Cornwall Council warns cuts threaten road safety

Cornwall recorded its lowest number of road deaths last year but budget cuts could affect road safety, the council has warned.

Nineteen people died in 2011 - the lowest number since records began in the 1960s.

The council said research it had undertaken with Plymouth University had enabled it to "target resources more successfully".

But spokesman Peter Moore said cumulative cuts could be "serious".

Mr Moore, the council's community and transport manager, said the evidence-based research had allowed the council to understand the "who, where, when and why of road accidents so it could target interventions much more accurately".

"The maintenance of the road surface is obviously critical in terms of road safety and cuts over a period of time could have effects there," he said.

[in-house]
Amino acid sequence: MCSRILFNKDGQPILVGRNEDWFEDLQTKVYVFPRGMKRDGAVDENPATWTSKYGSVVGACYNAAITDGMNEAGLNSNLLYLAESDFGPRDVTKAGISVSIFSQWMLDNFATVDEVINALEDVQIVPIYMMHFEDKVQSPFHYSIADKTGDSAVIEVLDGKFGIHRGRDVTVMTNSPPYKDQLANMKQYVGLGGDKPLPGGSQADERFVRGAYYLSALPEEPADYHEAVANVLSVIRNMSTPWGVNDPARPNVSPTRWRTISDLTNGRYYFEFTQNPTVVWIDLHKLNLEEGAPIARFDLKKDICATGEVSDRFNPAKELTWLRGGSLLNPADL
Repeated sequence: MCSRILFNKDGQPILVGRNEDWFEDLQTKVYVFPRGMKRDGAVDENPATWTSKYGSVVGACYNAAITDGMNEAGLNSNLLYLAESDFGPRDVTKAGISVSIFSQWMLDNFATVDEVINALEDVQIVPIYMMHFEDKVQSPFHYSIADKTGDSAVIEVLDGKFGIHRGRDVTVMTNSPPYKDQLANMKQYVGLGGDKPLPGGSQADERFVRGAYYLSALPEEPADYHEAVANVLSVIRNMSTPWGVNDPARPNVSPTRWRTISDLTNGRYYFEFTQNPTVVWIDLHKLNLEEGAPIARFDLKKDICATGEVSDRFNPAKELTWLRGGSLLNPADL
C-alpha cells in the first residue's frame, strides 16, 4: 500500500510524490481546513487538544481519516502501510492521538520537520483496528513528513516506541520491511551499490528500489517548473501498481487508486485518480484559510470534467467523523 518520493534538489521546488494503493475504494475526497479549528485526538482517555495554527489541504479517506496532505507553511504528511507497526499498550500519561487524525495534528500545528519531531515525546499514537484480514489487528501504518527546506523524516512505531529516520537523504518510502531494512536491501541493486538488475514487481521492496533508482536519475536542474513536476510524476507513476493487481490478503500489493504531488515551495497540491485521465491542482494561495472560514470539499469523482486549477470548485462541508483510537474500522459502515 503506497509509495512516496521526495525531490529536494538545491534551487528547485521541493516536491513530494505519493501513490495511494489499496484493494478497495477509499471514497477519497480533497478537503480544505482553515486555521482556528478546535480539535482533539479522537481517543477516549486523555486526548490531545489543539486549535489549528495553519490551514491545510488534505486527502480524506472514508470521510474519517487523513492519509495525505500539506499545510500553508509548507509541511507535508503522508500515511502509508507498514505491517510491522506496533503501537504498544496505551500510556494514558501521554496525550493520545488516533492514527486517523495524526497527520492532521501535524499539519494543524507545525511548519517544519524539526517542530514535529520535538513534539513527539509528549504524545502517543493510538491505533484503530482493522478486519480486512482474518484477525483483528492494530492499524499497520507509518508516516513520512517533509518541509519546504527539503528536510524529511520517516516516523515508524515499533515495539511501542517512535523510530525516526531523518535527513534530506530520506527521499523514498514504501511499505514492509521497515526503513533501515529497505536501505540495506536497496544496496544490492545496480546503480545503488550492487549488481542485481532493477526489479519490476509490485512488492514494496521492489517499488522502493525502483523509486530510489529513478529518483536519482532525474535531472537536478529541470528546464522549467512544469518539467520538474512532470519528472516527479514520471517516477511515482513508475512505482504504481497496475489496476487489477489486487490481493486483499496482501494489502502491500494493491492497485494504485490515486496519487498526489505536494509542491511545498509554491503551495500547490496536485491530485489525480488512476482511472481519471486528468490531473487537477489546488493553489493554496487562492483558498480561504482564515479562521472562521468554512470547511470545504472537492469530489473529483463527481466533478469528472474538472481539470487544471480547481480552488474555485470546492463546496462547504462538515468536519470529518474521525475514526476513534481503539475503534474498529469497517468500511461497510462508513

"The key thing is the skid resistance of the road surface and keeping that skid resistance up is the most important thing from a road accident point of view but it is an expensive business."

Road deaths have fallen dramatically over the past few decades.

In 1972, 71 people were killed - the highest on record - but this fell to 23 in 2010, four more than last year.

But with cuts to the council's road maintenance budget of about £500,000 over the next few years, the council is concerned road safety measures and money for essential road maintenance could suffer.

Kevin Clinton from the Royal Society for the Prevention of Accidents said: "Local authorities, police and central government really need to understand if we go too far in cutting road safety the result will be more death and injury on our road."

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